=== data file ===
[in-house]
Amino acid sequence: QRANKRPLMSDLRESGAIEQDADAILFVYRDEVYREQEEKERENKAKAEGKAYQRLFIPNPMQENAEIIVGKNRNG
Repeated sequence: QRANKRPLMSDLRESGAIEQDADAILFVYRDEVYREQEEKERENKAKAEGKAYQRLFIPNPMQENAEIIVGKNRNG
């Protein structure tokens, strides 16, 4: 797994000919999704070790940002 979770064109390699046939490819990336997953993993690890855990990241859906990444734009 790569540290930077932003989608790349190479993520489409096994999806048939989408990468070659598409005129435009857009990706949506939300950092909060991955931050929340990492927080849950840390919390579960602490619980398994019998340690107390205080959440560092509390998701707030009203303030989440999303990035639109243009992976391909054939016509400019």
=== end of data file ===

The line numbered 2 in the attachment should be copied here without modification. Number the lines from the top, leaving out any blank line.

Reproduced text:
Amino acid sequence: QRANKRPLMSDLRESGAIEQDADAILFVYRDEVYREQEEKERENKAKAEGKAYQRLFIPNPMQENAEIIVGKNRNG